It’s not a complicated dish to prepare, the impact of flavour comes from the long, slow cooking which can also be done in a conventional oven.

Ingredients (to feed 4-6 people)

  • 6 beef ribs, separated into individual ribs
  • 1 tin of chopped tomatoes
  • 2 heaped tablespoons of tomato purée
  • 2 crushed cloves of garlic
  • A large sprig of rosemary
  • A glass of red wine (plus one for the cook)
  • Olive oil
  • Seasoning
  • Maldon (or kosher) salt

Heat a griddle pan to high and switch your slow cooker on to heat (or switch on the oven to low). Sear the ribs on all sides on a high heat until browned. You will probably need to do this in a couple of batches unless you have a huge griddle pan like me!

Slow Cooked Beef Ribs (1)

While they are being browned, gently heat a couple of tablespoons of oil in a deep frying pan. Add the garlic and as soon as it starts to soften, add the tomatoes, the tomato purée and the wine.  Bring to a gentle bubble, season lightly and pop the rosemary in. You are not looking to make a finished sauce at this point, just to get it started and to ensure that it’s hot when it goes into the slow cooker or oven.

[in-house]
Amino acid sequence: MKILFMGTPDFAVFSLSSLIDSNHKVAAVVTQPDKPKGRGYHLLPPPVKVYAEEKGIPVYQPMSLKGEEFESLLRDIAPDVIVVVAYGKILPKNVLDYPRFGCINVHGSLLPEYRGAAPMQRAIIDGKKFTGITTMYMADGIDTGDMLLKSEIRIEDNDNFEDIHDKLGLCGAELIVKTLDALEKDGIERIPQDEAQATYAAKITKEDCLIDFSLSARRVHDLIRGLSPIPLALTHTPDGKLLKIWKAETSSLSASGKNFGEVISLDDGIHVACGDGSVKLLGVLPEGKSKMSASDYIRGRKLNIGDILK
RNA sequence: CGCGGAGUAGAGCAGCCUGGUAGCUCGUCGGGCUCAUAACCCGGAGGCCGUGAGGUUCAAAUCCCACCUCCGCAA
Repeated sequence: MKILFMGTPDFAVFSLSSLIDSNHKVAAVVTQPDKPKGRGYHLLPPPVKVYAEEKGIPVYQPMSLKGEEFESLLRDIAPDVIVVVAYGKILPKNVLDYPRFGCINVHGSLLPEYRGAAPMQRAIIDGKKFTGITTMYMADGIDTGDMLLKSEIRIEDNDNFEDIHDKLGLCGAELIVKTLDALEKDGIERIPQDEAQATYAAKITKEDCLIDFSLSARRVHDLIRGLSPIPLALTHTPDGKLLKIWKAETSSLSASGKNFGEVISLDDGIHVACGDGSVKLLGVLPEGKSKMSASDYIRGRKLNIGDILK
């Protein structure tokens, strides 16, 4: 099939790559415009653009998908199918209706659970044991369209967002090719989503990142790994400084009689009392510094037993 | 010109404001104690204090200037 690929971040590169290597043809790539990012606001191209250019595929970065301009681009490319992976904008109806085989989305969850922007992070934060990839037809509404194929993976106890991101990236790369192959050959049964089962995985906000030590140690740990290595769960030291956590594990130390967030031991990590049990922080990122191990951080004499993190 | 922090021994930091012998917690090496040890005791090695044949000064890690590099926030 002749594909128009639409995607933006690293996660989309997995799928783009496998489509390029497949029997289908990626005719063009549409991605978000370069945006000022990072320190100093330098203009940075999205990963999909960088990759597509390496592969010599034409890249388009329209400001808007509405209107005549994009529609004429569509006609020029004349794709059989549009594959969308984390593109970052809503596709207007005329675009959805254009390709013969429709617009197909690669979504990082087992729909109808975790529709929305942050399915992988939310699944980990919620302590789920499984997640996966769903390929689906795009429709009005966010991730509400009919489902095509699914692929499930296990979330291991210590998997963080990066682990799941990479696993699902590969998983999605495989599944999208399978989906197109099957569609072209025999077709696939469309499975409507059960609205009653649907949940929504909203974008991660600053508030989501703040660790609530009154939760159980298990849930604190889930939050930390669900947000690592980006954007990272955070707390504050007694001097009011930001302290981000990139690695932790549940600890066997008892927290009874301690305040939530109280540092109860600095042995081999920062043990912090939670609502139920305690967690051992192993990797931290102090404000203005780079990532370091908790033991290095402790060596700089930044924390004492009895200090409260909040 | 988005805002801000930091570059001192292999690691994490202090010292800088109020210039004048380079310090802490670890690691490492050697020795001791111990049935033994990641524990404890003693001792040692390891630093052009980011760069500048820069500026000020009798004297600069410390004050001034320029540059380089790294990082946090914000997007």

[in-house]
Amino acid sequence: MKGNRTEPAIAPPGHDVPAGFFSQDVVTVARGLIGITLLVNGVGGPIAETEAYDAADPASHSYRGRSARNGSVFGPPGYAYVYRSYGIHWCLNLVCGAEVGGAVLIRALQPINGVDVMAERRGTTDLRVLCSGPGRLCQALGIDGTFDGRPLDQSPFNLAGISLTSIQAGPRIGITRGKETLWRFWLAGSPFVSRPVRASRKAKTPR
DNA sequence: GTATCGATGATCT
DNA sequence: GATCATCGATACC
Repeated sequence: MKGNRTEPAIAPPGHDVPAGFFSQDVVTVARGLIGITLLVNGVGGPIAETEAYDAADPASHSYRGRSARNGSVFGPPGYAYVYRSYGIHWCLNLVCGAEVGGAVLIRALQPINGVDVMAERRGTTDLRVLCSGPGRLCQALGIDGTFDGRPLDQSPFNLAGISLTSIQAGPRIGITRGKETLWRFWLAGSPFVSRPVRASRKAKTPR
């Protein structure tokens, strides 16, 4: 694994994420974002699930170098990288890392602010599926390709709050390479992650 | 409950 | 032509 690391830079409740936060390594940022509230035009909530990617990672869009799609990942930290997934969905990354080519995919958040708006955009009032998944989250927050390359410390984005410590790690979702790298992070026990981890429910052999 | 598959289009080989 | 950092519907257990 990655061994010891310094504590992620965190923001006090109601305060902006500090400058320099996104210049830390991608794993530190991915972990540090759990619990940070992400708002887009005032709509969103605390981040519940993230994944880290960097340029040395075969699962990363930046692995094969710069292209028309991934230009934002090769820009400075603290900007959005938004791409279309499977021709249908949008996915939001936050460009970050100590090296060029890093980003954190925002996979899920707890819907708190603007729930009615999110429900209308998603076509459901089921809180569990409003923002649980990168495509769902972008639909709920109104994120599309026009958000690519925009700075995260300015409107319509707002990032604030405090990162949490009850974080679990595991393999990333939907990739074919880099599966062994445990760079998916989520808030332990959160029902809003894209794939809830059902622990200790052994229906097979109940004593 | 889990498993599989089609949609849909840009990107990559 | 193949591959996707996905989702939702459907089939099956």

Put the ribs into either the slow cooker or an oven dish which you can cover. Sprinkle lightly with Maldon salt and pour the sauce over. Cover the pot/slow cooker and be very, very patient. I cooked mine on low in the slow cooker for about 10 hours, turning them over gently 3 or 4 times during this period until the meat was falling off the bones. In a conventional oven I think 5 or 6 hours should be fine, and if you can make the dish a day ahead, even better.

Slow Cooked Beef Ribs (2)

Gently remove the ribs from the sauce, trying to keep the meat with the bones if (like us) you feel cheated if someone else gets your bone.

Slow Cooked Beef Ribs (6)

Put the sauce into a pan, remove the rosemary and reduce for about 10 minutes on a medium heat. If you want a silky smooth sauce, use a hand blender to sort out those little chunks of tomato. Taste and adjust the seasoning and serve the ribs with the sauce on the side so that strange folk like Big Man can eat them without and normal folk like me can smother them. Creamy mashed potato is always a good idea.

If you happen to be in beautiful Bexhill, do pop into London Road Butchers and say hello to Ben!

For more slow cooked dishes, why not try Slow Cooked Lamb Shanks or Mustard and Cider Chicken?

Beef Pot Roast with Ale

8 Apr

I’m a great fan of cooking with alcohol. A glass of wine in my hand, another for the pot is good. Usually I use wine, but on this occasion I used beer, a dark beer called Hobgoblin (don’t you just love the names of some of the Ales produced in England!).